The Food & Drug Administration launched an investigation into possibly defective medical device power cords, made by Electri-Cord Manufacturing Co., that were used in products made by Abbott and Hospira.
The federal watchdog agency said it’s examining 122 reports of “sparking, charring, and fires from the power cords” received from the device makers, which said the problem could stem from the cords’ prongs cracking and failing at or inside the plug.
“FDA is aware that Electri-cord has supplied the affected power cords to other medical device manufacturers,” according to a press release. “The agency is now attempting to determine which devices may be equipped with these cords.”
Electri-Cord GM Dennis McDonald told the Reuters news service that the company received only 26 cord failure reports, out of about 2 million the company has shipped.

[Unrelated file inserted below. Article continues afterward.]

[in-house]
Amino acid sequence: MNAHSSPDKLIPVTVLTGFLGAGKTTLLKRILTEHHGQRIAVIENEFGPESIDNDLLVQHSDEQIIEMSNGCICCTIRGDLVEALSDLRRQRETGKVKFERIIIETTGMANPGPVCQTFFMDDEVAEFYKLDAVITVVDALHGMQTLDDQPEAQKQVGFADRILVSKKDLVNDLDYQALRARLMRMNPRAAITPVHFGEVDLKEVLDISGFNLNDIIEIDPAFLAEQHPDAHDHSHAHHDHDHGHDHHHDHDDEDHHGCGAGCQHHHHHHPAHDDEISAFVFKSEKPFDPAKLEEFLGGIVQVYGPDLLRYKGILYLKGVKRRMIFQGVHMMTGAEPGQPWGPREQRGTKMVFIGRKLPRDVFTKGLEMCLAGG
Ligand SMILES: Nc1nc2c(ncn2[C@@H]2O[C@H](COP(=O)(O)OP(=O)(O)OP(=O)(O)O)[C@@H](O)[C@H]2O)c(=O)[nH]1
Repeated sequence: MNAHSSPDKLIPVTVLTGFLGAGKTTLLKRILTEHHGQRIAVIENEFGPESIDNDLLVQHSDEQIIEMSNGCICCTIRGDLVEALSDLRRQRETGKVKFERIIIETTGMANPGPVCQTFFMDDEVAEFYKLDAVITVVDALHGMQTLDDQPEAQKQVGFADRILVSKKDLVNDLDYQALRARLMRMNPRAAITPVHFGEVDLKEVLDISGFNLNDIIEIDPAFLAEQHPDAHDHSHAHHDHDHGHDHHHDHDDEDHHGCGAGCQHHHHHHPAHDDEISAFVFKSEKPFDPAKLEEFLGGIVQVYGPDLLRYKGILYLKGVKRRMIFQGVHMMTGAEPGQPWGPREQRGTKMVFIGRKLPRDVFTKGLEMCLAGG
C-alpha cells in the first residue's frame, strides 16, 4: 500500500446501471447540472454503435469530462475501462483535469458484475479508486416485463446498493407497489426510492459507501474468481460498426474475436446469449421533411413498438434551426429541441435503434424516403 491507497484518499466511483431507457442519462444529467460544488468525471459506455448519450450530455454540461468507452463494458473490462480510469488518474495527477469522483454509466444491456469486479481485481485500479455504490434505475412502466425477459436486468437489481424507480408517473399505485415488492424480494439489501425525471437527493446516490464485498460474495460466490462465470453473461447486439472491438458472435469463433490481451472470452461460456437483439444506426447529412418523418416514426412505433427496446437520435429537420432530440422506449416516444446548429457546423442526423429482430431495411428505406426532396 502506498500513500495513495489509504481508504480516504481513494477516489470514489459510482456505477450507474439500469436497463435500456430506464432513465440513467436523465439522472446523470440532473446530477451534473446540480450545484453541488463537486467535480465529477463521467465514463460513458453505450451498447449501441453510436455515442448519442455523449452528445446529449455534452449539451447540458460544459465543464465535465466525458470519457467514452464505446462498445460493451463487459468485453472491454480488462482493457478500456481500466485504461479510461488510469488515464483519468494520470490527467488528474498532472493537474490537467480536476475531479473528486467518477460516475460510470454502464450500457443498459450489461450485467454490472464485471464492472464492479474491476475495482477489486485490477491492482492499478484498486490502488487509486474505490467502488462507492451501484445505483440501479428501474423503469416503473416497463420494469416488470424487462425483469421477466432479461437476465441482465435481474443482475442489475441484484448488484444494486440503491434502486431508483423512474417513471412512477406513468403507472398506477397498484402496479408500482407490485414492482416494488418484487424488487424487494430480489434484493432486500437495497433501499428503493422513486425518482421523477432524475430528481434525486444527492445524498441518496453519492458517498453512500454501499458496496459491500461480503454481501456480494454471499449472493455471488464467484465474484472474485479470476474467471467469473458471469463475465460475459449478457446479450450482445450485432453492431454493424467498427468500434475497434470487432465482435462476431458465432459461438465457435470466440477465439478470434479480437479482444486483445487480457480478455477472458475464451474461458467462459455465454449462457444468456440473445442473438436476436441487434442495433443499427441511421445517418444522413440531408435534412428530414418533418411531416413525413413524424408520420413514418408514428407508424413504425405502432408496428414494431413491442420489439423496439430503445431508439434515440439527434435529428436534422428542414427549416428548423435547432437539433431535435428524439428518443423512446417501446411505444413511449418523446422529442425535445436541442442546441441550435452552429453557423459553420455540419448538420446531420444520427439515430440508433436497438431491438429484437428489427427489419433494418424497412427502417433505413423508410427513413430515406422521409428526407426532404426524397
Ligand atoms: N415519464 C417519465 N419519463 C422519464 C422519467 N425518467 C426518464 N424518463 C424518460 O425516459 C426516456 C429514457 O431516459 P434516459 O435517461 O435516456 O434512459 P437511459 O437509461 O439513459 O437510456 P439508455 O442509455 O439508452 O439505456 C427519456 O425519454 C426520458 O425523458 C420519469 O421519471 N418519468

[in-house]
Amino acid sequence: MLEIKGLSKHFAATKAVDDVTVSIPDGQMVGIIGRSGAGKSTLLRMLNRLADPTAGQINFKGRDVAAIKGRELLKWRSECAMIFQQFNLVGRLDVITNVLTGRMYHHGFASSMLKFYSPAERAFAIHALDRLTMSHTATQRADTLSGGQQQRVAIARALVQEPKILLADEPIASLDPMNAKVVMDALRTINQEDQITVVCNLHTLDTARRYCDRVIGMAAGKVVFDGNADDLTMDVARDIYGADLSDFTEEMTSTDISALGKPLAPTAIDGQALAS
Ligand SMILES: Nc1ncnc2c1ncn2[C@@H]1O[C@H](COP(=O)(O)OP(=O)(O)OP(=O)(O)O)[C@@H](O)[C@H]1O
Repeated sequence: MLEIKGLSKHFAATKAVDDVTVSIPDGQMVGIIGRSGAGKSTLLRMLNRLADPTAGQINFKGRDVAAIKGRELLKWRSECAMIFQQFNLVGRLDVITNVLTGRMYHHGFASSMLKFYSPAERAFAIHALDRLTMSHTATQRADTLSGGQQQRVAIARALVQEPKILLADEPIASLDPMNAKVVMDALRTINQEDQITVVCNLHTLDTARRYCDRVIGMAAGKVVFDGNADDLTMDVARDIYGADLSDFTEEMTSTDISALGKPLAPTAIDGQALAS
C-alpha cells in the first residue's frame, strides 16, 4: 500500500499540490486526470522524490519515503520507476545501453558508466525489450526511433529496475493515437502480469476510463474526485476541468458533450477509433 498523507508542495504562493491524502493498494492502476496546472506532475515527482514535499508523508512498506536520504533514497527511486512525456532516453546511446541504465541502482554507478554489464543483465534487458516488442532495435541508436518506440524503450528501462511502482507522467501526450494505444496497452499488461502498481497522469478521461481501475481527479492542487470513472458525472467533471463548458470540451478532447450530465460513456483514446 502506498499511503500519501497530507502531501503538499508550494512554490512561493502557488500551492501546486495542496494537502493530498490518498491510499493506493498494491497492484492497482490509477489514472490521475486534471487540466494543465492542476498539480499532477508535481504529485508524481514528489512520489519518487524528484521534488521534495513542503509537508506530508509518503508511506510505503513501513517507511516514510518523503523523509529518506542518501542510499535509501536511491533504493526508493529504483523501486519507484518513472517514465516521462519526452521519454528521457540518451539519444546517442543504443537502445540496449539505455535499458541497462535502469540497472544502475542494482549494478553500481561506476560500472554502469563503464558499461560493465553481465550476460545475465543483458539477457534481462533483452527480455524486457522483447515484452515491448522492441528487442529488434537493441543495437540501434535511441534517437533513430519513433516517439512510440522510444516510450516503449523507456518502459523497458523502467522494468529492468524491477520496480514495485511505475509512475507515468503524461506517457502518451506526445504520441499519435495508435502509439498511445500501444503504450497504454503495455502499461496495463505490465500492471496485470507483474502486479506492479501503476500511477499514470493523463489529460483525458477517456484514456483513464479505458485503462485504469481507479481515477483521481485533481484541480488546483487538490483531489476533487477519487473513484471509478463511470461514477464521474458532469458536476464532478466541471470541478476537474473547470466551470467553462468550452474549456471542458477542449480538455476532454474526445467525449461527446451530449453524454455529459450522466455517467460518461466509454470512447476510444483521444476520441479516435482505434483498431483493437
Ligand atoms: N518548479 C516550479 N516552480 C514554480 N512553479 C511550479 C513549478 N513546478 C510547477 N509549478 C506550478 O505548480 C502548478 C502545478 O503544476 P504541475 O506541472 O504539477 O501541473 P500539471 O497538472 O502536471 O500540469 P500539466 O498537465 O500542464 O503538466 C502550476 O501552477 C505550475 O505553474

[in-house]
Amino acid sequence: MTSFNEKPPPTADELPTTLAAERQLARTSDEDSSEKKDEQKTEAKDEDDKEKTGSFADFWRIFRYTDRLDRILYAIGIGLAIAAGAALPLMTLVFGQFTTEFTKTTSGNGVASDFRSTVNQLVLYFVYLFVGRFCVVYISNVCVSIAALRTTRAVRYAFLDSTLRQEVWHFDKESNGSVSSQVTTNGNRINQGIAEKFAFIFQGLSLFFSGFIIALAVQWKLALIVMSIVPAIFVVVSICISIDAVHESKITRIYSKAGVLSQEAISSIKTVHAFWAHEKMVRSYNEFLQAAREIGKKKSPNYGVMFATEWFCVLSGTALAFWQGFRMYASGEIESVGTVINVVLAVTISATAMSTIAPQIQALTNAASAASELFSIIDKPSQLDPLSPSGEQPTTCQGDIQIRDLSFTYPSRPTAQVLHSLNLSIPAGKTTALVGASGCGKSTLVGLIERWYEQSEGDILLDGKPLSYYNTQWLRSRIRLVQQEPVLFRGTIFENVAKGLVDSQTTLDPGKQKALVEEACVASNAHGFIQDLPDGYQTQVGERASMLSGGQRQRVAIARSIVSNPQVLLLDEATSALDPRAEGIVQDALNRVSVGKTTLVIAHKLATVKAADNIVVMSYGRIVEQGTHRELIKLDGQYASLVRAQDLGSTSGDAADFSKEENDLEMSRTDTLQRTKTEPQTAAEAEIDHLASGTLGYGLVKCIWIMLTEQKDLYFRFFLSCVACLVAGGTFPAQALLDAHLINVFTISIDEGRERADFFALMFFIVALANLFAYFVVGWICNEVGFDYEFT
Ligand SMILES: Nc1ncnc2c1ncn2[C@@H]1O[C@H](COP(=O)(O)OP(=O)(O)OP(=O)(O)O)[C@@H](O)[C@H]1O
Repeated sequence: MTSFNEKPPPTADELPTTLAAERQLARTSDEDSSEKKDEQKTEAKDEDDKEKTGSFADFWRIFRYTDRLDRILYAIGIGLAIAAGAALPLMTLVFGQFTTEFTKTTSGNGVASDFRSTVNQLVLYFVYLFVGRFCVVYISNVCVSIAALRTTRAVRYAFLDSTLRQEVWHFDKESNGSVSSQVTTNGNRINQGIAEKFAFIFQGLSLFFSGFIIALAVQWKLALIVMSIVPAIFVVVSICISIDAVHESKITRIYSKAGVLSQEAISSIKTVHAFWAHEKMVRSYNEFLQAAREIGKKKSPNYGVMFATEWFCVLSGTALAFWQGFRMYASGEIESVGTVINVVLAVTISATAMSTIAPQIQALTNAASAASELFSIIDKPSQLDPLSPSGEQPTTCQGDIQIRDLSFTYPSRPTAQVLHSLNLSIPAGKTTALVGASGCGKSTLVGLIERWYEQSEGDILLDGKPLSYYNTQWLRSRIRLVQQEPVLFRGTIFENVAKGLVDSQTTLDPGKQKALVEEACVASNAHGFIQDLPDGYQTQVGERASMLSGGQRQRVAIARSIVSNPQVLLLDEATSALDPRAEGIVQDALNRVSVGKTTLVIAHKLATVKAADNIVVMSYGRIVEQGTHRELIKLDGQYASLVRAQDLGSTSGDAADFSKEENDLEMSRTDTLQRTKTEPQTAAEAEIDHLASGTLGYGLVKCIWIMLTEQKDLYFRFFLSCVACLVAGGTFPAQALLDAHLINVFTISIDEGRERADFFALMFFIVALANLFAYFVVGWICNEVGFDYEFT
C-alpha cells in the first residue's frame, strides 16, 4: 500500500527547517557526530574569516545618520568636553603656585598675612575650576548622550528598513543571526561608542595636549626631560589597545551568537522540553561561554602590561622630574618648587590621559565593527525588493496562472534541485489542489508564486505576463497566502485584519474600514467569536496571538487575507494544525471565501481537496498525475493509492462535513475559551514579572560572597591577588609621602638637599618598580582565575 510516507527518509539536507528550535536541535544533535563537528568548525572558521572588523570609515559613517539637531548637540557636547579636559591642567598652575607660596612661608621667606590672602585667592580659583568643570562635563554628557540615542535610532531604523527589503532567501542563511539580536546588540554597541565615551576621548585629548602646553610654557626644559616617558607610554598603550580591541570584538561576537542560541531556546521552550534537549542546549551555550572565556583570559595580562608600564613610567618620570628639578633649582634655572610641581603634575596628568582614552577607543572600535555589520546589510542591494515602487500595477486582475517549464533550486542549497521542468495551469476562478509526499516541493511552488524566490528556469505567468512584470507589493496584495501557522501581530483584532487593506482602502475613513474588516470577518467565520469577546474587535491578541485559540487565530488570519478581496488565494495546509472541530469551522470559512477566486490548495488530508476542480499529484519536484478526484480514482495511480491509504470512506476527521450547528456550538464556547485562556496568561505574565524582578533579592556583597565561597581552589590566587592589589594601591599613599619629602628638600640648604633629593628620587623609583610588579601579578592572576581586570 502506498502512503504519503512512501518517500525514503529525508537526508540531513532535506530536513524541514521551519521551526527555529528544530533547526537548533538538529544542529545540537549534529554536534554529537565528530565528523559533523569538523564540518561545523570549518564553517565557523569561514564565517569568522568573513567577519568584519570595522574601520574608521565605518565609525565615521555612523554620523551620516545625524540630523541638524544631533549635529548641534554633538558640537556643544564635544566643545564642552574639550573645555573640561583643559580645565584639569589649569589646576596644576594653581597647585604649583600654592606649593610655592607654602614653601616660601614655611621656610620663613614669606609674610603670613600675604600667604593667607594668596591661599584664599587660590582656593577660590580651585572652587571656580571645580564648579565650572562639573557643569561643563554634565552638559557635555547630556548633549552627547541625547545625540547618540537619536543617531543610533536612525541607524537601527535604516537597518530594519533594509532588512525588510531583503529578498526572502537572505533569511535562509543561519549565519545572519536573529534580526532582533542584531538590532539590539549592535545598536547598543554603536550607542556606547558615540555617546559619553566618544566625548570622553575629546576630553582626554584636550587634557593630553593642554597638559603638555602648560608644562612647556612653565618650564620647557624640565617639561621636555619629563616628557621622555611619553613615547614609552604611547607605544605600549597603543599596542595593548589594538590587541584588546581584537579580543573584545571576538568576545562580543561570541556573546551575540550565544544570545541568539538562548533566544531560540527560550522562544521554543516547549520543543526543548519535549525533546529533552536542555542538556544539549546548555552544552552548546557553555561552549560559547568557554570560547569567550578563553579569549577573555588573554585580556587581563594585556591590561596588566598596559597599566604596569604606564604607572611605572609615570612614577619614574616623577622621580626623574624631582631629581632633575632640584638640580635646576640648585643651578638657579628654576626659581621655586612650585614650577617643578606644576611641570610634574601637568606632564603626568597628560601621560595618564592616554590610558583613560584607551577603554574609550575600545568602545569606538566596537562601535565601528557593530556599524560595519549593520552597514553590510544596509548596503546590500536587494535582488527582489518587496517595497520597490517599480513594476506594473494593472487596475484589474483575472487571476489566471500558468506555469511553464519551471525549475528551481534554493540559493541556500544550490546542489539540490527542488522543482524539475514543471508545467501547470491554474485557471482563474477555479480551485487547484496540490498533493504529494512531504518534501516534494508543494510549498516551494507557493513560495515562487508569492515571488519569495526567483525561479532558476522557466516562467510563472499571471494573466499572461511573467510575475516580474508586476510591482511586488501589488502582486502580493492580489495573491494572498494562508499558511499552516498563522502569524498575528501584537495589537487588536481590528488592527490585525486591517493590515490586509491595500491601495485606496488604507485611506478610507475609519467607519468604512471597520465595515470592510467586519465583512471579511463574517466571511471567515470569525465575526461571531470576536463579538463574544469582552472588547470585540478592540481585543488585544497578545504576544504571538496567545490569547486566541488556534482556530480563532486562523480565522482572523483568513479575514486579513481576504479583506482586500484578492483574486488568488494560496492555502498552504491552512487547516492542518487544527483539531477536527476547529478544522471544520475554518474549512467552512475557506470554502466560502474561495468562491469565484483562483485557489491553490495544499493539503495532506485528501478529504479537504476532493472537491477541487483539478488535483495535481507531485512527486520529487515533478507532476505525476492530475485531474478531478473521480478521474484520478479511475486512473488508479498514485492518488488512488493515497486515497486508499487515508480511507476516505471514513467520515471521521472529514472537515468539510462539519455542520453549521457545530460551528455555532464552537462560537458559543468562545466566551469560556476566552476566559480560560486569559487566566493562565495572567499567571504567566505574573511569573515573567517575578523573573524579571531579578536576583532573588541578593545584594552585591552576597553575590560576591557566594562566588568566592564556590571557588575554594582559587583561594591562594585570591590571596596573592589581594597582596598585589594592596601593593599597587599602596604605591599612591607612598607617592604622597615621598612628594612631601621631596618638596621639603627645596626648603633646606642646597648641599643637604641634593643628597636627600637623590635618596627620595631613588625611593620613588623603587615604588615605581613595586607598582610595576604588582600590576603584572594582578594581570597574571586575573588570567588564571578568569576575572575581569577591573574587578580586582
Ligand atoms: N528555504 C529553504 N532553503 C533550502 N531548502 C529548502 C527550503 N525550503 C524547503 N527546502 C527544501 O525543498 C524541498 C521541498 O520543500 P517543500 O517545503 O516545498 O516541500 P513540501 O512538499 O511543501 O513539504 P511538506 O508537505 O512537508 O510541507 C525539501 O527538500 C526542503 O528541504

Cords examined after the incidents “show signs of significant abuse in their use environment … it’s not a manufacturing defect,” McDonald told the news service.
In August, Hospira said it was voluntarily recalling certain power cords used with some of its infusion pumps and related products; the FDA sent a letter to Hospira warning the company to improve its response to the problems.
Abbott spokesman Scott Stoffel told Reuters that its recall affected the company’s Flexiflo Quantum adult feeding tube pumps and that Abbott is working with customers to fix or replace the devices.
“We’ve received no reports of serious health or safety incidents,” Stoffel said.